Jul 28, 2020 08:24 PM

Hong Hao: Is a Fine-Tuning of China’s Easy Monetary Policy on the Horizon?

An investor learns about the stock market Friday in Jiujiang, East China’s Jiangxi Province.
An investor learns about the stock market Friday in Jiujiang, East China’s Jiangxi Province.

Hong Hao is managing director and head of research at BOCOM International, a subsidiary of the Bank of Communications. This article is an edited version of a China Market Strategy research note first released on the BOCOM International website on July 27.

China’s stock market hit another snag on Friday, with the Shanghai Composite plunging almost 4% and the ChiNext dropping over 6%. Concurrently, the realized volatility on the major indices surged to the level seen in late 2018 when trade disputes between China and the U.S. were escalating, and seen in February this year when Covid-19 was ravaging China. The correction we forecasted two weeks ago is still unfolding. It is a volatile market to trade.

Against this vexing turbulence, I was invited to an online forum organized by Renmin University, together with other great economists who are renowned in different disciplines of the market. I was asked whether eased monetary policy had introduced financial arbitrage into the market, and consequently liquidity was not helping the economy where it was most needed. A question such as this implies there are concerns about the potential prospect of monetary policy fine-tuning, especially given the recent market surge and the murmurs about a bubble similar to 2015. Meanwhile, a high-level meeting on China’s property market chaired by the vice-premier emphasized reining in property market speculation.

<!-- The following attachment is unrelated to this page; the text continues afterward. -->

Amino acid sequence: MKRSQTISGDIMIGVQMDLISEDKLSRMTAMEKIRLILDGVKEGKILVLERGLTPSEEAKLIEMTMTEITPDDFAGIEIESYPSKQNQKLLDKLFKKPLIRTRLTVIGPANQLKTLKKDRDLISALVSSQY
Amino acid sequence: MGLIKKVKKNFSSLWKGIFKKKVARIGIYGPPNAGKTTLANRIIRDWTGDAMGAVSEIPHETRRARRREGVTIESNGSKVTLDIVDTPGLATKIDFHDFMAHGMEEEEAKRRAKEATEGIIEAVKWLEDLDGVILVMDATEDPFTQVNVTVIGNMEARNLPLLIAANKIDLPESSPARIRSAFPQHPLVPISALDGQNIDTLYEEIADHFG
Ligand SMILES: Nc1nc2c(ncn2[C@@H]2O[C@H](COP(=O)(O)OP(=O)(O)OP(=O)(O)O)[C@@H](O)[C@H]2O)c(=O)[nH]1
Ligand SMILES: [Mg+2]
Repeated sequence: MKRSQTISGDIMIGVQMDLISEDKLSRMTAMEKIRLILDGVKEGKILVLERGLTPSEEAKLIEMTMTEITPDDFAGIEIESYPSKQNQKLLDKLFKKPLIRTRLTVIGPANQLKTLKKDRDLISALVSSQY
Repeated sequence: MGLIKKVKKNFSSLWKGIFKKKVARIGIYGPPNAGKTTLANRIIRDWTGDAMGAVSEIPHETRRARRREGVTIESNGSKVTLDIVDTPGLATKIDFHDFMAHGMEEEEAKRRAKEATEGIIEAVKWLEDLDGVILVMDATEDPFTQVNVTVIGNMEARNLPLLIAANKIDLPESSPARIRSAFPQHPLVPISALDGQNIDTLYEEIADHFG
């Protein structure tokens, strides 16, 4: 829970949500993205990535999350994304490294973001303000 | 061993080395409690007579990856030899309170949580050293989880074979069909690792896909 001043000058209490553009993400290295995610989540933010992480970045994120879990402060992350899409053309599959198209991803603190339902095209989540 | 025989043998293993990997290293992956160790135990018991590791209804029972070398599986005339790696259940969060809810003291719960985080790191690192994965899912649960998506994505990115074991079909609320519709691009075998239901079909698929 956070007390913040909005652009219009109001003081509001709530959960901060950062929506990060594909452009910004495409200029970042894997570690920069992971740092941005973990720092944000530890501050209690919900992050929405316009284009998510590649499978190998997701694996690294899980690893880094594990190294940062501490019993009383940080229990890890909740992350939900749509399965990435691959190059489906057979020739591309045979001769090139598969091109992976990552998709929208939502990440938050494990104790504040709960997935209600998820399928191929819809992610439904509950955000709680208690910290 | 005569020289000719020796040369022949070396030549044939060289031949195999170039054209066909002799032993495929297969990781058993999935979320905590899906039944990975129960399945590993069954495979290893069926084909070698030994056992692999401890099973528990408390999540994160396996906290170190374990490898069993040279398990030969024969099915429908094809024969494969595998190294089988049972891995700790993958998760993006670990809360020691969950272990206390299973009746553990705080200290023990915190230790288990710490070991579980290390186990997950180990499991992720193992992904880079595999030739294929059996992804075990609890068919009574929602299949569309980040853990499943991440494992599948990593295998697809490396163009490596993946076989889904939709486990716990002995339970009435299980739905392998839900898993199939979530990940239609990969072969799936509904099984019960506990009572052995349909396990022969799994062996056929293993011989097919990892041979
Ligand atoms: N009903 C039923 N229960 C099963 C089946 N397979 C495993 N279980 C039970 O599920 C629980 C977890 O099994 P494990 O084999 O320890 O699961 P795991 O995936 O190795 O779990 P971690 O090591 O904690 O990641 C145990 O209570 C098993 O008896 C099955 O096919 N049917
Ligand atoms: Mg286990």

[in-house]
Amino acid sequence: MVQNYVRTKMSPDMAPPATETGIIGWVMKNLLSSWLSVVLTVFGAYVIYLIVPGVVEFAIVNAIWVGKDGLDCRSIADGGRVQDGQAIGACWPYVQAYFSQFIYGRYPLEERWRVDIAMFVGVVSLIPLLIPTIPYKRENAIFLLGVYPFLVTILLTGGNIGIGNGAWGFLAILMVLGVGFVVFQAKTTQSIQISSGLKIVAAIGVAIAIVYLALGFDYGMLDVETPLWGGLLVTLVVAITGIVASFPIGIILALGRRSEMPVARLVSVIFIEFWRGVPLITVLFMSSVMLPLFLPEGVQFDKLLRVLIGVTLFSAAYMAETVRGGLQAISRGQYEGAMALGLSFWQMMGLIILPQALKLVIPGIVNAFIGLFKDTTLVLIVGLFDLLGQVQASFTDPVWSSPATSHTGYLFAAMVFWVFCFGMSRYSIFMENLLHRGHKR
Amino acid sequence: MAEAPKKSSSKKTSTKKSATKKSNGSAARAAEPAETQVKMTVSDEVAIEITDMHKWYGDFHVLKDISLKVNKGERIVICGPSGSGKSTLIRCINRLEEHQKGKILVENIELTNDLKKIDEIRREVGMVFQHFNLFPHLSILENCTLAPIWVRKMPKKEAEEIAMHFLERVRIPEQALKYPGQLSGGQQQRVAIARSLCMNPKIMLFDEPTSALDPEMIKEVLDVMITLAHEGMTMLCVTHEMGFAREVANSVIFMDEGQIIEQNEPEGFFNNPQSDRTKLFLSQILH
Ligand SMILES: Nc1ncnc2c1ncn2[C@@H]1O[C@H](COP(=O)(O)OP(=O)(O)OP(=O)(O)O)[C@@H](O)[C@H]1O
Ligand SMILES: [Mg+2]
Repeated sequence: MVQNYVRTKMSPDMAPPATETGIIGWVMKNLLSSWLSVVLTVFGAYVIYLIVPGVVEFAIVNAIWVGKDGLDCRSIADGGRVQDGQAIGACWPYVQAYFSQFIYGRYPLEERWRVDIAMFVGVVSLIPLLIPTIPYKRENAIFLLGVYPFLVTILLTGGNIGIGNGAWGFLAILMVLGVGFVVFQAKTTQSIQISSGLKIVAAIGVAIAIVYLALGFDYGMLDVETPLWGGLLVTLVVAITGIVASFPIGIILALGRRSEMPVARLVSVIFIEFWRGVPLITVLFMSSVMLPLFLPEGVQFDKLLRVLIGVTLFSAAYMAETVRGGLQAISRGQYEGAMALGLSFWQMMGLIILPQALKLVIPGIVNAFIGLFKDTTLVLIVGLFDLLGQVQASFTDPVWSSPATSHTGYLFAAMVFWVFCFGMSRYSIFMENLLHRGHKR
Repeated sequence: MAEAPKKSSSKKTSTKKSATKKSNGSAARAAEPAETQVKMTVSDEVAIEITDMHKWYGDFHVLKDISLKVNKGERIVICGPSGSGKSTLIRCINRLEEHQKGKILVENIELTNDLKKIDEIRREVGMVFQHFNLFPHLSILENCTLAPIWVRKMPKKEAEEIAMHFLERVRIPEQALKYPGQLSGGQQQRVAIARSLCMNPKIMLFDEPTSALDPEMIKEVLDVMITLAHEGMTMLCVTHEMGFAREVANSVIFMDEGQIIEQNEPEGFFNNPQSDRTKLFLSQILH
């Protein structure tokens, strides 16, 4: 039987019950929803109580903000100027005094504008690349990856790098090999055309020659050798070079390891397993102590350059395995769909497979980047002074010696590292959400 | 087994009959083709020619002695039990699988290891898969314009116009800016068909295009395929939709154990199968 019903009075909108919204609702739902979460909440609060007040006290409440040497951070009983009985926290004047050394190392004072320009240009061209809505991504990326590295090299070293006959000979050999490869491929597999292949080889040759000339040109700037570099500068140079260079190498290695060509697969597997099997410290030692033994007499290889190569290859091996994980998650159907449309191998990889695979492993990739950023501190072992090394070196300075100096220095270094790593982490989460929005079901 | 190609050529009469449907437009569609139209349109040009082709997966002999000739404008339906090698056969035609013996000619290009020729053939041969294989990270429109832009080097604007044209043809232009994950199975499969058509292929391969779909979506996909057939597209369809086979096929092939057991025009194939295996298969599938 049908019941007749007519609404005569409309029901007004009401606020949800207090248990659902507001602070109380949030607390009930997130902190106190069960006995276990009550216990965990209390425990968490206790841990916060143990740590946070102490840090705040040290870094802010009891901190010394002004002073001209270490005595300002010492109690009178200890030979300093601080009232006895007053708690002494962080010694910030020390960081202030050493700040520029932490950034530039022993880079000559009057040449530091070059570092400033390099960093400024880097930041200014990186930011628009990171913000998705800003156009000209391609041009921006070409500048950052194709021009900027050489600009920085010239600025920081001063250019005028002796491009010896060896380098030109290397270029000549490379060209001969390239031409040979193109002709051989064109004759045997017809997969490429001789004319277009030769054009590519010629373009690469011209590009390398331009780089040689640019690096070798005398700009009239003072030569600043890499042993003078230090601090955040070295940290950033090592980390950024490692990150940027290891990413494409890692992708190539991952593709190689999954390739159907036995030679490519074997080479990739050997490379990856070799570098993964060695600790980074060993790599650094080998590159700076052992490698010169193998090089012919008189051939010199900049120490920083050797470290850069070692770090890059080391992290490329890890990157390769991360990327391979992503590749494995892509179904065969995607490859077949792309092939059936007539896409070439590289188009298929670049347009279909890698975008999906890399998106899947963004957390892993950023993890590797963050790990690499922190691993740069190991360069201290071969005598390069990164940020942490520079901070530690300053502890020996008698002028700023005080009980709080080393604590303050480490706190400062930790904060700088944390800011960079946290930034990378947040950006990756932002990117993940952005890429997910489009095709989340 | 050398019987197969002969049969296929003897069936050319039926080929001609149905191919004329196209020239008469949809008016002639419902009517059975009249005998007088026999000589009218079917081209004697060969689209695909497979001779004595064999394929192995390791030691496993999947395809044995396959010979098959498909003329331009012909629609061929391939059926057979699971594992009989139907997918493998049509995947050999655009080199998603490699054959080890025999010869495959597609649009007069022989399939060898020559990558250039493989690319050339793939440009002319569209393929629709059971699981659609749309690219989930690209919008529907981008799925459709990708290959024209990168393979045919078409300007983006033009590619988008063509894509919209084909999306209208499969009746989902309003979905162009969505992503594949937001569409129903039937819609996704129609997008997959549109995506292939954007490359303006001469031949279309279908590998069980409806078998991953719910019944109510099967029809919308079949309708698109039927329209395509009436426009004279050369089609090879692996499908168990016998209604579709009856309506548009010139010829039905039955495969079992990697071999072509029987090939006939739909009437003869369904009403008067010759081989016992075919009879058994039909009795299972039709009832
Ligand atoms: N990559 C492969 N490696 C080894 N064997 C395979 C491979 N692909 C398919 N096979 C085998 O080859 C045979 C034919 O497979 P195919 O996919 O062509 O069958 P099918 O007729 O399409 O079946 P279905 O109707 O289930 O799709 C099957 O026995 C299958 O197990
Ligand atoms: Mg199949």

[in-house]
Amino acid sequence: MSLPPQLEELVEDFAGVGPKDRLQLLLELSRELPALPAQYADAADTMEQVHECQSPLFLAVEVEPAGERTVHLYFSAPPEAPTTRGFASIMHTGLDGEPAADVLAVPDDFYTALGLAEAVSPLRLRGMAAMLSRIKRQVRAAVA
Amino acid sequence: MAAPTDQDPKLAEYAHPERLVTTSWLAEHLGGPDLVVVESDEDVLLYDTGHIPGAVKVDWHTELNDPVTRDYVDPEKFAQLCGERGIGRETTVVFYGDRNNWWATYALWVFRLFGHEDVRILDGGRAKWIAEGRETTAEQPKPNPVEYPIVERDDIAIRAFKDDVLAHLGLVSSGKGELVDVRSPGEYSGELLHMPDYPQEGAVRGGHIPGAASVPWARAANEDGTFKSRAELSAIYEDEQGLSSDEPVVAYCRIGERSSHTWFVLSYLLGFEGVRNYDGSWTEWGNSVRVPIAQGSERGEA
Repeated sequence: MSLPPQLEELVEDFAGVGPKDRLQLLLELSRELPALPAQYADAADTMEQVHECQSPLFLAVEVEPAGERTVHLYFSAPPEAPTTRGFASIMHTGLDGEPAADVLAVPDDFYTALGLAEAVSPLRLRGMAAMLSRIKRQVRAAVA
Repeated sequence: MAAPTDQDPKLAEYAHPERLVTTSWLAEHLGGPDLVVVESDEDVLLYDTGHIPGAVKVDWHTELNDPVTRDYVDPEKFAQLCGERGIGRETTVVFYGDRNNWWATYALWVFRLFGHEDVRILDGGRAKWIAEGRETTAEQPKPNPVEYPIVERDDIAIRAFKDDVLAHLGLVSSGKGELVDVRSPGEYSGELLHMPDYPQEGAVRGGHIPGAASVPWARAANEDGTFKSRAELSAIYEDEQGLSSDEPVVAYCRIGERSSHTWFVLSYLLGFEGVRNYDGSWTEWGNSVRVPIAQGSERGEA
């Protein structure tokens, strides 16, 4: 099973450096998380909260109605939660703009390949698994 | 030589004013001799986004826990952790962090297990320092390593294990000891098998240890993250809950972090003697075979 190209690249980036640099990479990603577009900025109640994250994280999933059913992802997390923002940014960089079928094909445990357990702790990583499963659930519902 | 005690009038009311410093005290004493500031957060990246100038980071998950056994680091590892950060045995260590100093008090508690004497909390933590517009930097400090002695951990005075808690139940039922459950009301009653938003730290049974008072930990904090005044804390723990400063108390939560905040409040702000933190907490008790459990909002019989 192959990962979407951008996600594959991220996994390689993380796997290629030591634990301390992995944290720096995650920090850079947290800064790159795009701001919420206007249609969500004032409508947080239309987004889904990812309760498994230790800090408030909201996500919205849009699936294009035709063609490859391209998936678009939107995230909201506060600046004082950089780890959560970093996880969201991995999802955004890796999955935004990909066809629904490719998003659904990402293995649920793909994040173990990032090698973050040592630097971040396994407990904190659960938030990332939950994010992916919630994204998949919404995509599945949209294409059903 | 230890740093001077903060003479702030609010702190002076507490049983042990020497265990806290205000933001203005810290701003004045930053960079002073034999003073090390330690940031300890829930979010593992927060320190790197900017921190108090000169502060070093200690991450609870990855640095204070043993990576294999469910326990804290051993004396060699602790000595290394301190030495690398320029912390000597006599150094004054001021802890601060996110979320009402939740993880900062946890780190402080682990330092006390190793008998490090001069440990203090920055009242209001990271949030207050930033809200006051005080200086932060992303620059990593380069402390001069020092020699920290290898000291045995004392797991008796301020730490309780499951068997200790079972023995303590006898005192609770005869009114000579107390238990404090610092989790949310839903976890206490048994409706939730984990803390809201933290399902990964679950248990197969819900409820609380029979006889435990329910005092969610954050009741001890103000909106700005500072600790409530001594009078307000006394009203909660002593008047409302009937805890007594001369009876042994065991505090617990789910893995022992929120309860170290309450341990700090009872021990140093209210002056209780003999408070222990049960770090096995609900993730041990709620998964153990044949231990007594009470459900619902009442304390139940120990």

All policies have costs. The costs of an easy monetary policy for any market, be it China as an emerging market or the U.S. as a mature and developed market, are that it tends to induce market speculation. At a time when liquidity is abundant, as shown by the daily market turnover of well over 1 trillion yuan ($142 billion), and the future is uncertain as seen in the surging market volatility, people will not bother to focus on the fundamentals and will trade aggressively instead.

After all, the heightened uncertainty makes our future increasingly inscrutable and thus it’s futile to study the fundamentals. Given the liquidity and the uncertainty, people will trade and speculate out of avarice, rather than buy and hope. As such, we can think of market gains driven by intensifying speculation as a necessary cost of any monetary easing. The key policy decision is to see whether such costs outweigh the necessity of the eased policy

We would argue that policy should remain supportive. The second-quarter GDP structure was worse than expected, and the economic growth in the first half is still negative. The employment picture remains clouded, and service industries and SMEs are still struggling. Looking forward, the tension between China and the U.S. is escalating, and likely to remain so till the November election. In short, the economy will need all the help it could get from fiscal and monetary policies.